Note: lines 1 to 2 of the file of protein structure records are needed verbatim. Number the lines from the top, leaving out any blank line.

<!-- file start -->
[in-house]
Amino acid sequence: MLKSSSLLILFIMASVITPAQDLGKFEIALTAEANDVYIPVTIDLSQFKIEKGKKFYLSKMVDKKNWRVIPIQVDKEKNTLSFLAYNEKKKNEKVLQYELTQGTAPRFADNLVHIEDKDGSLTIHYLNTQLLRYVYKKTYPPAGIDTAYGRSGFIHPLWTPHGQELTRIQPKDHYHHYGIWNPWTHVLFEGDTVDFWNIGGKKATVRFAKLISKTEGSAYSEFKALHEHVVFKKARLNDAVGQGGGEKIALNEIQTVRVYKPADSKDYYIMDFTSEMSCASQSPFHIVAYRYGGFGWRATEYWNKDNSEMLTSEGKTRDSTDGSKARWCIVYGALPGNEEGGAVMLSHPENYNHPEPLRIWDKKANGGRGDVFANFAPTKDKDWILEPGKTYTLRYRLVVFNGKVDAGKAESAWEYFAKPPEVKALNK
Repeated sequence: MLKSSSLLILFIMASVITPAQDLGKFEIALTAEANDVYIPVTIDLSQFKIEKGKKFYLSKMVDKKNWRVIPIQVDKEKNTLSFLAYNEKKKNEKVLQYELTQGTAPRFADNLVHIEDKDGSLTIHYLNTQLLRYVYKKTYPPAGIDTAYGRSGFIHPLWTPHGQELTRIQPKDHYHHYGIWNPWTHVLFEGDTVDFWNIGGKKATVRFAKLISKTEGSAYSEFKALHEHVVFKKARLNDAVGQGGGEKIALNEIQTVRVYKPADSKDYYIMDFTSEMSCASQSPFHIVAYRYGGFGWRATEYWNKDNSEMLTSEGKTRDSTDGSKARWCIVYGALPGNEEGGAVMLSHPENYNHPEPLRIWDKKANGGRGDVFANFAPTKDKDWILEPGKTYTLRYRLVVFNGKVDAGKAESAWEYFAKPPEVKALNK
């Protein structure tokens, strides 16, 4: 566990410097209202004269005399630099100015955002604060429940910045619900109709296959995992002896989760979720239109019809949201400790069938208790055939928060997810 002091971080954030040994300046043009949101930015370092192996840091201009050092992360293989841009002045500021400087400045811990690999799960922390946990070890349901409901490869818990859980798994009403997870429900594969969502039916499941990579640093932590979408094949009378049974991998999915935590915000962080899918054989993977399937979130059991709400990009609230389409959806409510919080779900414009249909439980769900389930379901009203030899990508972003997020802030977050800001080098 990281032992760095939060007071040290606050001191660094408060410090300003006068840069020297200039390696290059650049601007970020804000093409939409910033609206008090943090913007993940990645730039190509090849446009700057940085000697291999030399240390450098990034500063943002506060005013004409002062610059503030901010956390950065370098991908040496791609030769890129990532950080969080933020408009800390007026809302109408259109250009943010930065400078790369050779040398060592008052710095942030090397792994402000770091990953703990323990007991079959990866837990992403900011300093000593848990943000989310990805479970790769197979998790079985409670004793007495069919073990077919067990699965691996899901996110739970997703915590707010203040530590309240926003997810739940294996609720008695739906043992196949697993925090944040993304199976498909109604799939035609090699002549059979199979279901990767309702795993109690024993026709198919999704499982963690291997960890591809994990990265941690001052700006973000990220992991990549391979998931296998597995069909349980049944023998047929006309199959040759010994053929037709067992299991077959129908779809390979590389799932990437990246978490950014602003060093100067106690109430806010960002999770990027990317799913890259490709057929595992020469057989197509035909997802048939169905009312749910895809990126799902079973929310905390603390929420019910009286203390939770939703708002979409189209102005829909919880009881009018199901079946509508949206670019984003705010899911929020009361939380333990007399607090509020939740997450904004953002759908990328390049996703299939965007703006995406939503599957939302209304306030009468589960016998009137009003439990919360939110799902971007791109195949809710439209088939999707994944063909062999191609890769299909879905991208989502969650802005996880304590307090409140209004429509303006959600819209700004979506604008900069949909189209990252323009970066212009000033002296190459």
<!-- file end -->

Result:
[in-house]
Amino acid sequence: MLKSSSLLILFIMASVITPAQDLGKFEIALTAEANDVYIPVTIDLSQFKIEKGKKFYLSKMVDKKNWRVIPIQVDKEKNTLSFLAYNEKKKNEKVLQYELTQGTAPRFADNLVHIEDKDGSLTIHYLNTQLLRYVYKKTYPPAGIDTAYGRSGFIHPLWTPHGQELTRIQPKDHYHHYGIWNPWTHVLFEGDTVDFWNIGGKKATVRFAKLISKTEGSAYSEFKALHEHVVFKKARLNDAVGQGGGEKIALNEIQTVRVYKPADSKDYYIMDFTSEMSCASQSPFHIVAYRYGGFGWRATEYWNKDNSEMLTSEGKTRDSTDGSKARWCIVYGALPGNEEGGAVMLSHPENYNHPEPLRIWDKKANGGRGDVFANFAPTKDKDWILEPGKTYTLRYRLVVFNGKVDAGKAESAWEYFAKPPEVKALNK